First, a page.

Below we list some of the most important achievements of the MAS-IPSP government during the 2006-2019 period:

  • Bolivia’s GDP went from US$9,574 bn in 2005 to US$40,000 bn in 2013 (an increase of over 400%), that is, an annual average of 4,6%, the highest in the region, thus from 2006
  • Bolivia had a fiscal surplus in 2006 for the first time in its history; and by 2018 it had US$8,946 million in international reserves
  • Extreme poverty was reduced from 38% in 2006 to 16% in 2018 (a historic low)
  • Infant mortality declined by 56%
  • Social bonuses (the elders, primary and secondary school pupils, pregnant women) benefited 5,5 million people (more than 50% of the population)
  • Domestic savings in the period 2006-2018 increased from US$4,361 million to US$27,123 million
  • External debt went down from 61% of GDP in 2004 to 23% in 2018
  • Number of health centres went from 2,870 to 3902, and 49 new hospitals were built that were well equipped by the state with the latest medical technology (public health is free of charge)
  • With the collaboration of Cuban doctors, Operation Miracle conducted over 3 million ophthalmological visits and 742,000 surgeries leading to many Bolivians having their eye sight restored (Añez expelled the Cuban doctors) – the budget for health went from 2,5 million Bolivianos (national currency) in 2005 to 18, 805 million in 2018
  • Illiteracy, with the use of Cuba’s Yo Si Puedo method, was eradicated by 2014.
  • Between 2014-18 the nine-lines metro-cable in La Paz (completed in 2014), had transported 174 million passengers
  • Drinking water by 2020 reaches 9,7 million people out of total population of 11 million
  • The end of the latifundia system led to the redistribution of about 1 million hectares of land to peasants and peasant families
  • In 2005 only 18% of the parliamentarians were women, by 2018 they have increased to 51%
  • Under decades of neoliberalism only 1,098 km of motorways were built but between 2006-18 new 4,796 km were added to existing motorways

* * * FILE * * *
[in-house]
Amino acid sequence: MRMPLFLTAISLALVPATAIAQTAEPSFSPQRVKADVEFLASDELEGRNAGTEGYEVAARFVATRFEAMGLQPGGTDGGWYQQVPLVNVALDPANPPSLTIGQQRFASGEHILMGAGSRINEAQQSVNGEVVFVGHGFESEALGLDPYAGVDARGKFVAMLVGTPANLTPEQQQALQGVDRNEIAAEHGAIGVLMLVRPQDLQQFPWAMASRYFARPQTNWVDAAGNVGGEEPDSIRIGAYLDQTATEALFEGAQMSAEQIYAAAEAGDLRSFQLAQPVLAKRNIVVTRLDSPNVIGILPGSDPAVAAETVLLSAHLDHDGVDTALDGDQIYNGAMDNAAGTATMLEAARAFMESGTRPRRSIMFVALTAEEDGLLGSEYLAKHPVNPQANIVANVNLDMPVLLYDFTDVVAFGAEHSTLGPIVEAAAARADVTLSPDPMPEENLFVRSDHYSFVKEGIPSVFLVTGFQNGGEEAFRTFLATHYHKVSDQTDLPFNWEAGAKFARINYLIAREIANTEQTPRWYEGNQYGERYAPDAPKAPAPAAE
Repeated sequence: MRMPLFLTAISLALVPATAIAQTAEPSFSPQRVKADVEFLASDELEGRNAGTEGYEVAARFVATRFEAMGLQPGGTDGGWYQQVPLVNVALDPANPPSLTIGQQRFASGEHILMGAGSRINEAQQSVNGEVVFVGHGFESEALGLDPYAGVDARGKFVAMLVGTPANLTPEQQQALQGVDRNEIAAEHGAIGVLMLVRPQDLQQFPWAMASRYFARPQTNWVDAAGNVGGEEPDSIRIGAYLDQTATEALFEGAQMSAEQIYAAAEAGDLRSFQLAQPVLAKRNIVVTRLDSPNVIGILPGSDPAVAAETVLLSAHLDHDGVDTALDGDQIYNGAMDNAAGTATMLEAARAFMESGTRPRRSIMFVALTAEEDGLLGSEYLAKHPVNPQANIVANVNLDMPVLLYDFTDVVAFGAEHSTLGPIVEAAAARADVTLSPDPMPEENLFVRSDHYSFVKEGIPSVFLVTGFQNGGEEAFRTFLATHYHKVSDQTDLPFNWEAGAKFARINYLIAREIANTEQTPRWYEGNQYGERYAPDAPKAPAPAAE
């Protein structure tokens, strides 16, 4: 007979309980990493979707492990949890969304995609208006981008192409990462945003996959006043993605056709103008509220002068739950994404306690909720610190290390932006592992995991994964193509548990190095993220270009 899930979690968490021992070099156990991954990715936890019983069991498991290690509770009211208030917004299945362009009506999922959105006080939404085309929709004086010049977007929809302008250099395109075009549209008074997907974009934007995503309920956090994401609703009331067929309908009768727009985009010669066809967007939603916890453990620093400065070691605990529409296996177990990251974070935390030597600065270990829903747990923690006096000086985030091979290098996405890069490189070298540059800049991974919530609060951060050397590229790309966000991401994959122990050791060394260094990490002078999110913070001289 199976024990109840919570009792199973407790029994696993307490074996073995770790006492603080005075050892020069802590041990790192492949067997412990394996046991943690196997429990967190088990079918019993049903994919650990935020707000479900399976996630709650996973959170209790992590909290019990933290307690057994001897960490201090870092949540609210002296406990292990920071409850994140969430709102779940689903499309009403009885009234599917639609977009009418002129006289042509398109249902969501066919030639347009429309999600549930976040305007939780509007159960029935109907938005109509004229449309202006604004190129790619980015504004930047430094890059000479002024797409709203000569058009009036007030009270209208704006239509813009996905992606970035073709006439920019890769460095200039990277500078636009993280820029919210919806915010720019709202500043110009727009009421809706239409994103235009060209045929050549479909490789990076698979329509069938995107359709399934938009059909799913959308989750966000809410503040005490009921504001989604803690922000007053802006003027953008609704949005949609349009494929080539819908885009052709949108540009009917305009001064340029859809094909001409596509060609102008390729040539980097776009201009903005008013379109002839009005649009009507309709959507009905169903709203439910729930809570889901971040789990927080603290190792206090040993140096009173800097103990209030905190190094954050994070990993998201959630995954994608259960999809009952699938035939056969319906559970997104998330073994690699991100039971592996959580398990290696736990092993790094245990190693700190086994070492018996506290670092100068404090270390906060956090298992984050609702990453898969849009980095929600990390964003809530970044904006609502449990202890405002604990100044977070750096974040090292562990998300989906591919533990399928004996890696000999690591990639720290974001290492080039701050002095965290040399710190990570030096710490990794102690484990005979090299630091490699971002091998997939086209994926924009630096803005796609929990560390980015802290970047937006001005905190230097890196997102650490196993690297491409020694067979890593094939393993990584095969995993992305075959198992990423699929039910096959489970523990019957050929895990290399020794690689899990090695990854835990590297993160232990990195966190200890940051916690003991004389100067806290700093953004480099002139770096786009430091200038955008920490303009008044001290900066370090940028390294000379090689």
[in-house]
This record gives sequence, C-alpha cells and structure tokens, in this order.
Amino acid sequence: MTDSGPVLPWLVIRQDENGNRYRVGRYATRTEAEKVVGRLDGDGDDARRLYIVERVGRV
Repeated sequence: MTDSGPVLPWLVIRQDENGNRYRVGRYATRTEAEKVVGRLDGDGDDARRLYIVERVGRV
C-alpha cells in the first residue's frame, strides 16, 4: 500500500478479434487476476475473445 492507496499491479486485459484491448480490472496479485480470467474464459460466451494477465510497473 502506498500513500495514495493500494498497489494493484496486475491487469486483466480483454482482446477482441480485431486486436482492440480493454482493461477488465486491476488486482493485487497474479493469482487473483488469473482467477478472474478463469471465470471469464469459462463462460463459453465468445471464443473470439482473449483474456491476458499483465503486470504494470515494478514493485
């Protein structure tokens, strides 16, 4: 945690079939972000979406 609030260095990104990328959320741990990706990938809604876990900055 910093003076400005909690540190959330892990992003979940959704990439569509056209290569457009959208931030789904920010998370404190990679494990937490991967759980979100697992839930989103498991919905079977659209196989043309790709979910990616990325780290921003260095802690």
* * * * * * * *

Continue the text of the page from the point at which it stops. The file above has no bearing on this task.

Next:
• All of the above was financed by the renationalization of the energy industry (Bolivia is rich mainly in gas but also has oil; and it is extraordinarily rich in minerals, especially lithium)
  • Bolivia placed in space the Tupac Katari satellite and renationalised ENTEL (telecommunications company) granting Internet access to millions of Bolivians free of charge, as a fundamental right
  • With a world historic decision, 36 indigenous nations were recognised special cultural and ancestral land rights, for the first time in 500 years that are enshrined in the new Constitution of the Plurinational State
  • No wonder, in 2018 the World Human Development Report, classified Bolivia for the first time a “high human development country”
  • The MAS-IPSP under Morales affirmed national sovereignty by eliminating foreign (US) interference with the expulsion of the DEA, USAID, CIA and even the US ambassador
  • And much, much, more.

The Añez regime adopted policies that sought to wreck all these advances, something she nearly achieved in less than one year.

*Original source: Public Reading Rooms – (Next week:Bolivia (2): After the repression comes Arce_


(Photos: Pixabay)